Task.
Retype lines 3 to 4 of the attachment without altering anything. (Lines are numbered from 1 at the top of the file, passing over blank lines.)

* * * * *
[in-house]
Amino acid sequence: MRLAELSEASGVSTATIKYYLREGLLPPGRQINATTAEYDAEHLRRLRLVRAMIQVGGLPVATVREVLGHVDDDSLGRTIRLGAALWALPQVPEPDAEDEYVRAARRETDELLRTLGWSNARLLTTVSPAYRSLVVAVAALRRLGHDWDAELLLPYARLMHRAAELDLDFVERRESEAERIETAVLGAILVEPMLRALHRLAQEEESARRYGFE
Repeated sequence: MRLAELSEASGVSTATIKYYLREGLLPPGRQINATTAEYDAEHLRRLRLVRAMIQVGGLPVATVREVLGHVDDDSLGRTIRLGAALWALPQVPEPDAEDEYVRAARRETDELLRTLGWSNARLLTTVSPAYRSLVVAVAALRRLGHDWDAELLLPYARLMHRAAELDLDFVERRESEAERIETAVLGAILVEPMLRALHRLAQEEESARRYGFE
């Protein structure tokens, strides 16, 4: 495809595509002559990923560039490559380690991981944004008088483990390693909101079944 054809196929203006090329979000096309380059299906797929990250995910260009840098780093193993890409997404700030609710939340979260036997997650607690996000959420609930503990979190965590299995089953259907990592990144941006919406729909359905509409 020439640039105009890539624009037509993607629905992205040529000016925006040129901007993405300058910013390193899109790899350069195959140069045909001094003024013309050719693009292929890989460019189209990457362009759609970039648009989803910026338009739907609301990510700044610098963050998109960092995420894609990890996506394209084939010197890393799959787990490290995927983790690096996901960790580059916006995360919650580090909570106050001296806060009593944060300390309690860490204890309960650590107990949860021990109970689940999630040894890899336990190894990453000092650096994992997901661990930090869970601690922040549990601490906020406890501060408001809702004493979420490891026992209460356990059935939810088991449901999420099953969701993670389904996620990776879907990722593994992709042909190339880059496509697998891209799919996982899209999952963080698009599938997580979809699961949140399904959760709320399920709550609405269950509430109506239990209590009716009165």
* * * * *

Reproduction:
Repeated sequence: MRLAELSEASGVSTATIKYYLREGLLPPGRQINATTAEYDAEHLRRLRLVRAMIQVGGLPVATVREVLGHVDDDSLGRTIRLGAALWALPQVPEPDAEDEYVRAARRETDELLRTLGWSNARLLTTVSPAYRSLVVAVAALRRLGHDWDAELLLPYARLMHRAAELDLDFVERRESEAERIETAVLGAILVEPMLRALHRLAQEEESARRYGFE
């Protein structure tokens, strides 16, 4: 495809595509002559990923560039490559380690991981944004008088483990390693909101079944 054809196929203006090329979000096309380059299906797929990250995910260009840098780093193993890409997404700030609710939340979260036997997650607690996000959420609930503990979190965590299995089953259907990592990144941006919406729909359905509409 020439640039105009890539624009037509993607629905992205040529000016925006040129901007993405300058910013390193899109790899350069195959140069045909001094003024013309050719693009292929890989460019189209990457362009759609970039648009989803910026338009739907609301990510700044610098963050998109960092995420894609990890996506394209084939010197890393799959787990490290995927983790690096996901960790580059916006995360919650580090909570106050001296806060009593944060300390309690860490204890309960650590107990949860021990109970689940999630040894890899336990190894990453000092650096994992997901661990930090869970601690922040549990601490906020406890501060408001809702004493979420490891026992209460356990059935939810088991449901999420099953969701993670389904996620990776879907990722593994992709042909190339880059496509697998891209799919996982899209999952963080698009599938997580979809699961949140399904959760709320399920709550609405269950509430109506239990209590009716009165």